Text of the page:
A recent study conducted by researchers from the University of Barcelona has shed light on how the absence of the CERKL gene affects the ability of retinal cells to combat oxidative stress caused by light, leading to cell death and blindness. The study, published in the journal Redox Biology, provides valuable insights into the mechanisms underlying hereditary blindness and paves the way for future precision medicine-based treatments.
Led by Professor Gemma Marfany, the study involved the collaboration of teams from the University of Valencia, Sant Joan de Déu Research Institute, Severo Ochoa Molecular Biology Center, and Hospital 12 de Octubre Research Institute. By using animal models, the researchers discovered that the lack of the CERKL gene results in a state of permanent stress in retinal cells. This leaves the cells unable to activate antioxidant response mechanisms when subjected to additional oxidative damage caused by light stimulation, leading to chronic inflammation and cell death.
The study also revealed that the absence of the CERKL gene triggers cell death mechanisms such as necroptosis and ferroptosis, offering an explanation for the progressive degeneration of photoreceptor cells observed in patients with CERKL mutations. Although the experiments were conducted on mice, the findings have important implications for understanding the pathogenesis of hereditary vision diseases in humans.
The researchers investigated how the retina responds to light when the CERKL gene is missing using a transgenic mouse model. They found that the retina degenerated progressively, mirroring the degeneration seen in human patients. The study combined various approaches, including transcriptomics and metabolomic analysis, to understand how the retina copes with oxidative damage when the CERKL protein is absent.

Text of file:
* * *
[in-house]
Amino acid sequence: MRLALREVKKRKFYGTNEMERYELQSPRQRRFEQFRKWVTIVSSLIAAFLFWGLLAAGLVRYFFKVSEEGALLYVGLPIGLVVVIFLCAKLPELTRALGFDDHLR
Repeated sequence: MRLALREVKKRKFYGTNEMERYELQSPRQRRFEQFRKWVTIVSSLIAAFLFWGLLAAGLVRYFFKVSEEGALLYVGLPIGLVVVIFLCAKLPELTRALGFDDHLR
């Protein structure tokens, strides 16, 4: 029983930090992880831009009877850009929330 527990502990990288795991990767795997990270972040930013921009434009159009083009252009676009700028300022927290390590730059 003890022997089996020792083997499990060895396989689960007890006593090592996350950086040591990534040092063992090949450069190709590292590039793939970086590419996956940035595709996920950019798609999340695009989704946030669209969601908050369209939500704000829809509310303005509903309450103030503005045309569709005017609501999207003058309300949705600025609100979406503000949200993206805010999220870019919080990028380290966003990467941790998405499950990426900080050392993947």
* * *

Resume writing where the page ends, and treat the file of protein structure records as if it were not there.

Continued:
Further research is needed to fully understand the function of the CERKL gene and devise targeted therapies. The identification of the CERKL gene and its physiological function are essential for the development of precision therapies, including gene therapy and the use of drugs to restore the proper functioning of retinal neurons. These approaches could slow down the progression of hereditary vision diseases and benefit a larger number of patients.
Hereditary retinal dystrophy affects approximately 1 in 3,000 people worldwide, making it one of the most prevalent rare diseases. While 90 genes associated with retinitis pigmentosa have been identified, over 300 genes can potentially impact vision. The ability to accurately diagnose the gene causing the disease and understand its physiological effect are crucial steps in the design of personalized therapies.
The research conducted by the University of Barcelona is part of ongoing efforts to unravel the mysteries of hereditary vision diseases. With a focus on understanding how mutations in the CERKL gene contribute to photoreceptor death, the team aims to develop new models of the disease using human retinal organoids. Ultimately, their goal is to design precision therapies that can reverse the most severe symptoms of retinitis pigmentosa.
(Source: University of Barcelona)